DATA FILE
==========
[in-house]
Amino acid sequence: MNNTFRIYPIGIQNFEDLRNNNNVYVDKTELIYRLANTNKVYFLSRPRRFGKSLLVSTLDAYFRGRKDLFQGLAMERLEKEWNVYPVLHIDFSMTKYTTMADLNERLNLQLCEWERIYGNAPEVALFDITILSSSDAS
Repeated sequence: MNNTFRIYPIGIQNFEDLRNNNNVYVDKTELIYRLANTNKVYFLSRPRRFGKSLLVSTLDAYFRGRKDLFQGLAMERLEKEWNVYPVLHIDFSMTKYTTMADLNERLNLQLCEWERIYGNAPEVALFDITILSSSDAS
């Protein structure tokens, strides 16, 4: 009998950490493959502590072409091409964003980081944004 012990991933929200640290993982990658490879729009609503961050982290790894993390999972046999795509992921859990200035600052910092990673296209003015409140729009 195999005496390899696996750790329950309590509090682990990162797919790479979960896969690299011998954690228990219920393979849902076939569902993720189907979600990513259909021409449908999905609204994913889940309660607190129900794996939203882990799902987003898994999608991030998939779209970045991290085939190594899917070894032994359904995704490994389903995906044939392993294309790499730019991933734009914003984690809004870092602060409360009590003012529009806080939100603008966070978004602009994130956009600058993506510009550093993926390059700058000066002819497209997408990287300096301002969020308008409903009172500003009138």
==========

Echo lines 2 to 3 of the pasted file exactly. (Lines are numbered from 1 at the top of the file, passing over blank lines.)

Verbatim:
Amino acid sequence: MNNTFRIYPIGIQNFEDLRNNNNVYVDKTELIYRLANTNKVYFLSRPRRFGKSLLVSTLDAYFRGRKDLFQGLAMERLEKEWNVYPVLHIDFSMTKYTTMADLNERLNLQLCEWERIYGNAPEVALFDITILSSSDAS
Repeated sequence: MNNTFRIYPIGIQNFEDLRNNNNVYVDKTELIYRLANTNKVYFLSRPRRFGKSLLVSTLDAYFRGRKDLFQGLAMERLEKEWNVYPVLHIDFSMTKYTTMADLNERLNLQLCEWERIYGNAPEVALFDITILSSSDAS